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In addition to setting out a list of requirements that fiduciaries must satisfy, the Employee Retirement Income Security Act of 1974 (ERISA) also includes a list of fiduciary don'ts. Some of these are set forth as ERISA's prohibited transaction provisions; the others are found in its self-dealing prohibitions.
Historically, the Department of Labor (DOL) has taken a much more restrictive view of the self-dealing prohibitions, often concluding that per se statutory exceptions to the prohibited transaction provisions do not necessarily constitute per se exceptions from ERISA's self-dealing prohibitions. A recent decision by the Eighth Circuit calls this long-held interpretation into question, at least in the context of ERISA's reasonable compensation exception.
STATUTORY AND REGULATORY ANALYSIS
ERISA Section 406 sets forth both the prohibited transaction provisions and ERISA's self-dealing prohibitions. With respect to the latter, a fiduciary is specifically prohibited from:
1. Dealing with the assets of the plan for the fiduciary's own account;
2. In his or her individual or any other capacity, acting in any transaction involving the plan on behalf of a party (or representing a party) whose interests are adverse to the interests of the plan or the interests of its participants or beneficiaries, or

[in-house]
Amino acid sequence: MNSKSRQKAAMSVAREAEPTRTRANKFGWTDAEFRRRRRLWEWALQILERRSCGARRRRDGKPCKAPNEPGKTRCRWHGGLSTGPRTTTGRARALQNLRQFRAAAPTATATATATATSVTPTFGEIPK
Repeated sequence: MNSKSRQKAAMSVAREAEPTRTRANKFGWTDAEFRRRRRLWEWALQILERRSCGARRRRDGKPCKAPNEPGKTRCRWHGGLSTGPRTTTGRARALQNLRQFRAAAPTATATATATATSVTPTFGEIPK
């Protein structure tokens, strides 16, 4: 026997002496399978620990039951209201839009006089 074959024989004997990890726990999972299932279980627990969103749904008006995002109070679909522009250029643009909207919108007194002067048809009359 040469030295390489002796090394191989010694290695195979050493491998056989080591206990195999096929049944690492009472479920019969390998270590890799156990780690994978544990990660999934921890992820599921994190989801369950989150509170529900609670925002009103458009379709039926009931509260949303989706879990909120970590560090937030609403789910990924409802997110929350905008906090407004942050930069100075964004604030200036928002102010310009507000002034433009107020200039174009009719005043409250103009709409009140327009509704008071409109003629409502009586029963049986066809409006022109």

3. Receiving any consideration for the fiduciary's own personal account from any party dealing with the plan in connection with a transaction involving the assets of the plan. (1)
ERISA Section 406(a), which specifically sets forth the prohibited transaction provisions, begins by specifying that the prohibited transaction prohibitions that follow apply "except as provided in Section 408." Since this general exemption is only contained in subsection (a) of ERISA and not in subsection (b), which specifically references the self-dealing prohibitions, …